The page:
Last year, President Obama began a major biomedical research initiative. This initiative aims to collect genetic information from one million American volunteers. Its intention is to enable scientists to further evaluate and possibly develop treatments and drugs tailored to individuals specifically. Although this is a step towards personalization, precision, and innovation to possible early detection, patient diagnosis, and treatment tailored to that individual. It has also raised concerns in regards to patient’s rights to genetic discoveries from their information used while volunteering for these experiments.
The question here as stated in this article published in the New York times “President Weighs In onData From Genes” is “understanding who owns the data”? While many scientists and their sponsors would consider the findings and details to the experiment their own, many believe that volunteers should have a right to their genetic information being used. It is believed that the findings made using the genetic information should also be a right to the individual as a part of their patients right to their medical records. Some even proposed a right to partnership should be given to the individual as it is their genetic information that led to the finding. However, there would be no experiment nor findings without these volunteers or their genetics information.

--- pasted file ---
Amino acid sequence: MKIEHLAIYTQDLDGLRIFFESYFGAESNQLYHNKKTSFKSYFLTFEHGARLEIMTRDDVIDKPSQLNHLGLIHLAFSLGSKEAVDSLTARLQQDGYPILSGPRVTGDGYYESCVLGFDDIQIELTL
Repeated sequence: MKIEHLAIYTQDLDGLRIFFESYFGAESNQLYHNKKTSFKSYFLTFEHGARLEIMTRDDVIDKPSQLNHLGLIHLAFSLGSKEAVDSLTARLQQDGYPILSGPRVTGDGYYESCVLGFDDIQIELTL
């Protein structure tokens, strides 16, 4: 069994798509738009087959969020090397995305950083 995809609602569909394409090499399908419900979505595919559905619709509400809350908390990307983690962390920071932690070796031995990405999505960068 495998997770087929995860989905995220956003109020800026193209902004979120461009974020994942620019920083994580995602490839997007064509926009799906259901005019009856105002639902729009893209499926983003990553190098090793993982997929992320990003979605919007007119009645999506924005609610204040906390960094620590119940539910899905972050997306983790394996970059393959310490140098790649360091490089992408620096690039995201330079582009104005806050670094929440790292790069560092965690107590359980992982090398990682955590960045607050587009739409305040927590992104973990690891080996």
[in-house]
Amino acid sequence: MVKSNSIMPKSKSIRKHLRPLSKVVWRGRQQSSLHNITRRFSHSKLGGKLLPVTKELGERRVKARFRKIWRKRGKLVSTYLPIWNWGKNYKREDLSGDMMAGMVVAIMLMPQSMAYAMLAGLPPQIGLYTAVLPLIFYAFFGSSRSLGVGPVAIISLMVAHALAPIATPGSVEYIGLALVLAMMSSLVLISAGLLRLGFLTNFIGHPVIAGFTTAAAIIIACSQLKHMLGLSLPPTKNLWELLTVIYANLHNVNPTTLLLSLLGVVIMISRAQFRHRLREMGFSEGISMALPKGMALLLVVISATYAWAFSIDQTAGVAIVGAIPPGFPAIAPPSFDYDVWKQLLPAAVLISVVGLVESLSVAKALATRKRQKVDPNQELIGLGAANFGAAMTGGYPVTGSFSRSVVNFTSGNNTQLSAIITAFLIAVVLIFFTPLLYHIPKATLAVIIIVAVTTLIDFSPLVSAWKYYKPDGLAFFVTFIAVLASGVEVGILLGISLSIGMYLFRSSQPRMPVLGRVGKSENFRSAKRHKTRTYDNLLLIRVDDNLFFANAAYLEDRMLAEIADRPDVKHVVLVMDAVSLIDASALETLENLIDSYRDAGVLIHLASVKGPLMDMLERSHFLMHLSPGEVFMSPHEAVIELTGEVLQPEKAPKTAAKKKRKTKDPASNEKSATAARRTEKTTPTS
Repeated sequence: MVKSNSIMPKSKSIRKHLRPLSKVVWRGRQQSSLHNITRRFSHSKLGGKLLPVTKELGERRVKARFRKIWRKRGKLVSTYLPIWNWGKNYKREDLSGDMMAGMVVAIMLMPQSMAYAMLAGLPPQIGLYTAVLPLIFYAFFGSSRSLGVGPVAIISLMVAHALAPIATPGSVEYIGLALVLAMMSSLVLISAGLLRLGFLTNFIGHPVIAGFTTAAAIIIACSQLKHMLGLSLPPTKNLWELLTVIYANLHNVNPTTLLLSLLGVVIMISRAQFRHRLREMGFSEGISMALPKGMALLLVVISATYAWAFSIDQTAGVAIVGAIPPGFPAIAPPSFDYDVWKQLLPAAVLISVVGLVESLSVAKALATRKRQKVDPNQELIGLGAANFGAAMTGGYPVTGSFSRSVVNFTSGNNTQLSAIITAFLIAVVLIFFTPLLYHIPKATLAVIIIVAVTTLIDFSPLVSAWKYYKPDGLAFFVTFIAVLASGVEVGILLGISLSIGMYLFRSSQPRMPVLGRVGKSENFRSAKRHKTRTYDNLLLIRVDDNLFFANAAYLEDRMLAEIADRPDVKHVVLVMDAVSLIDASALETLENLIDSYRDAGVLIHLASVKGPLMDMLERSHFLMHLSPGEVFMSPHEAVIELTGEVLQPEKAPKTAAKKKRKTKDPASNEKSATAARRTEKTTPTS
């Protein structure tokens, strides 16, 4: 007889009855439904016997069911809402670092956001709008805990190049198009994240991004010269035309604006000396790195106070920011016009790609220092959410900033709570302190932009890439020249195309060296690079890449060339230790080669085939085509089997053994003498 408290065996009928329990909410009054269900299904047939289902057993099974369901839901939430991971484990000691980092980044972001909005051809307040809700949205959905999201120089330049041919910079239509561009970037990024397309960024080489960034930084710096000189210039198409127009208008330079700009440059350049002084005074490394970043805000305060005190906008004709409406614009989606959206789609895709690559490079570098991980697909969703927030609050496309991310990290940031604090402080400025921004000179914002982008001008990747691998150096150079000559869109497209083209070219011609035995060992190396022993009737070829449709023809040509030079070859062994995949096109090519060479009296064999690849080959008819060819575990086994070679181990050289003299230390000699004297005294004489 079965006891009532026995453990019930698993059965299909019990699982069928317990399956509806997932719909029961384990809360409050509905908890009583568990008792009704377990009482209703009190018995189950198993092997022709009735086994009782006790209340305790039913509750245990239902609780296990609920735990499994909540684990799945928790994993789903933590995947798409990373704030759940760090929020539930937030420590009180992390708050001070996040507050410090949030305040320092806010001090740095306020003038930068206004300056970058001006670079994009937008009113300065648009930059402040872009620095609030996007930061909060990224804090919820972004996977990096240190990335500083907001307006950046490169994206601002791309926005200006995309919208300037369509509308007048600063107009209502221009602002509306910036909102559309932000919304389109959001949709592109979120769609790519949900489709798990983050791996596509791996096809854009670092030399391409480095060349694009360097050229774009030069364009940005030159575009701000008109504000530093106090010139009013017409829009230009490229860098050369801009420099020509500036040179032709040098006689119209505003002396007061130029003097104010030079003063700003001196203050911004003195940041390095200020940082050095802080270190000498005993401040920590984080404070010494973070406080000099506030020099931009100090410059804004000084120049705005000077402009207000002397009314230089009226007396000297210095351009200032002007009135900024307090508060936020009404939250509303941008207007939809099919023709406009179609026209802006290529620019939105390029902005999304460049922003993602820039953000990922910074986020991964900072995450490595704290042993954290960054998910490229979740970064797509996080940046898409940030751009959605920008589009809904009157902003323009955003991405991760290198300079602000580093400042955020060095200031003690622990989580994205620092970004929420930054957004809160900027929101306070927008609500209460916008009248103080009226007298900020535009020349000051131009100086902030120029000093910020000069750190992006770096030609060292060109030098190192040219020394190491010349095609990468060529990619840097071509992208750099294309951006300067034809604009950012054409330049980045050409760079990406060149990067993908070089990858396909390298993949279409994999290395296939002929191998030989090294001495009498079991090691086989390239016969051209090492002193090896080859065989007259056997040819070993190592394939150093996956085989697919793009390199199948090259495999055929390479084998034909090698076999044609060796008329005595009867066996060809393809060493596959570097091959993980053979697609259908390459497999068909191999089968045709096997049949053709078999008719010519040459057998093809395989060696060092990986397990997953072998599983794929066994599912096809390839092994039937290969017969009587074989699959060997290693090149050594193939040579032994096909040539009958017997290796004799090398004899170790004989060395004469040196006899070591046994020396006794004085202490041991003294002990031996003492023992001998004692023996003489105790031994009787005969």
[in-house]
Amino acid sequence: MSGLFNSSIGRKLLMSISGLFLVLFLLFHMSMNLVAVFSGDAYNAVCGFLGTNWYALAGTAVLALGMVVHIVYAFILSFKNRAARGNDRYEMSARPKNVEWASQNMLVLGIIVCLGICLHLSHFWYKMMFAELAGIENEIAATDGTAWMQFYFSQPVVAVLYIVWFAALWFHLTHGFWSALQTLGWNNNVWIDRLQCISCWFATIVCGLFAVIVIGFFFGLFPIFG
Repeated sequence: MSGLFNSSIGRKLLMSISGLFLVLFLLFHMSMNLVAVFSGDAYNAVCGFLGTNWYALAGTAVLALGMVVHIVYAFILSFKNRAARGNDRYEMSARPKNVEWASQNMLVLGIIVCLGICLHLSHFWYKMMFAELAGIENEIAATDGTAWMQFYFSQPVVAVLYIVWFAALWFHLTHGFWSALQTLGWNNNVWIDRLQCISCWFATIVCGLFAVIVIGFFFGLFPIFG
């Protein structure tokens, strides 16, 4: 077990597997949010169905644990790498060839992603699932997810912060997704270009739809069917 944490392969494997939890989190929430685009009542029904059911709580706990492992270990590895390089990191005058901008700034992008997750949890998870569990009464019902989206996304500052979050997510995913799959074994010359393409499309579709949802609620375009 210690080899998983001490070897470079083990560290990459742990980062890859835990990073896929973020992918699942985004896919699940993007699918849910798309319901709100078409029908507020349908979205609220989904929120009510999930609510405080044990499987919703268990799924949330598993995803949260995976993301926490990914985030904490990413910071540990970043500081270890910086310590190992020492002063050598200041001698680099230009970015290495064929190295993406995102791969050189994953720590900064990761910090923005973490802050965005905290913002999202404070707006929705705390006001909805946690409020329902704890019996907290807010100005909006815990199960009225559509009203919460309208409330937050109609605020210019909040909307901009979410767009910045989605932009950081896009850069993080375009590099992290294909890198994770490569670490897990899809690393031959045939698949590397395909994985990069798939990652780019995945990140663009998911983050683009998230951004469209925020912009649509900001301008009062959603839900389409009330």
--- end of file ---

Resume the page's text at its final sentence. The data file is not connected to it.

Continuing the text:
At the same time, one can argue that if the individual who is willing to volunteer, fully understands their position and had agreed to the terms within volunteering their services prior to proceeding. I would assume certain consent would have been given and if one disagrees with not having the option of right to their genetic information; they would decline. I think that allowing the individual to have a right to their genetic information is reasonable and credit for their source. But credit to the findings or partnership maybe a little over reached. As the patient has no hand in the actual work or process to the findings, if any at all were produced.